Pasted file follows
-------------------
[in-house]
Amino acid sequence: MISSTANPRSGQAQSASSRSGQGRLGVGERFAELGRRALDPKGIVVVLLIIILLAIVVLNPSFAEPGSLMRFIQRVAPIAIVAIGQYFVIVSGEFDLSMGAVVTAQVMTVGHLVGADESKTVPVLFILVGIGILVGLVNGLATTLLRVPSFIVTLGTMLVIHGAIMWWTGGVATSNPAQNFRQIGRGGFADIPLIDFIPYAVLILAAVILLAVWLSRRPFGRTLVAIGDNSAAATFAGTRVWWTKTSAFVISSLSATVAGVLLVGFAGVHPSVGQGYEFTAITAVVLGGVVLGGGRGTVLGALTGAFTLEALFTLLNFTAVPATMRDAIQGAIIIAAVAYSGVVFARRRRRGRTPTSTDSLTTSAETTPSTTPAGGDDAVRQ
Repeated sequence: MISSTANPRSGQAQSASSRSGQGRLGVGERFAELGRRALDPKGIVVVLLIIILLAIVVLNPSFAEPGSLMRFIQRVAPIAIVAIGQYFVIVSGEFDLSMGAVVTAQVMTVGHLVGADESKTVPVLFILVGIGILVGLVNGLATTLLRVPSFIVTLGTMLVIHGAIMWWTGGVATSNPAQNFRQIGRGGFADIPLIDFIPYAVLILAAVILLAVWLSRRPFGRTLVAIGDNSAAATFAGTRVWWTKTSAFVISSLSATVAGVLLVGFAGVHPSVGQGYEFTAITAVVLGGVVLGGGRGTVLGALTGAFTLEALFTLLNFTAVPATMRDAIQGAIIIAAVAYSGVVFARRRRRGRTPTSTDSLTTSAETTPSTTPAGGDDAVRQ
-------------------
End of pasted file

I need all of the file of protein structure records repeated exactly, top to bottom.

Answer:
[in-house]
Amino acid sequence: MISSTANPRSGQAQSASSRSGQGRLGVGERFAELGRRALDPKGIVVVLLIIILLAIVVLNPSFAEPGSLMRFIQRVAPIAIVAIGQYFVIVSGEFDLSMGAVVTAQVMTVGHLVGADESKTVPVLFILVGIGILVGLVNGLATTLLRVPSFIVTLGTMLVIHGAIMWWTGGVATSNPAQNFRQIGRGGFADIPLIDFIPYAVLILAAVILLAVWLSRRPFGRTLVAIGDNSAAATFAGTRVWWTKTSAFVISSLSATVAGVLLVGFAGVHPSVGQGYEFTAITAVVLGGVVLGGGRGTVLGALTGAFTLEALFTLLNFTAVPATMRDAIQGAIIIAAVAYSGVVFARRRRRGRTPTSTDSLTTSAETTPSTTPAGGDDAVRQ
Repeated sequence: MISSTANPRSGQAQSASSRSGQGRLGVGERFAELGRRALDPKGIVVVLLIIILLAIVVLNPSFAEPGSLMRFIQRVAPIAIVAIGQYFVIVSGEFDLSMGAVVTAQVMTVGHLVGADESKTVPVLFILVGIGILVGLVNGLATTLLRVPSFIVTLGTMLVIHGAIMWWTGGVATSNPAQNFRQIGRGGFADIPLIDFIPYAVLILAAVILLAVWLSRRPFGRTLVAIGDNSAAATFAGTRVWWTKTSAFVISSLSATVAGVLLVGFAGVHPSVGQGYEFTAITAVVLGGVVLGGGRGTVLGALTGAFTLEALFTLLNFTAVPATMRDAIQGAIIIAAVAYSGVVFARRRRRGRTPTSTDSLTTSAETTPSTTPAGGDDAVRQ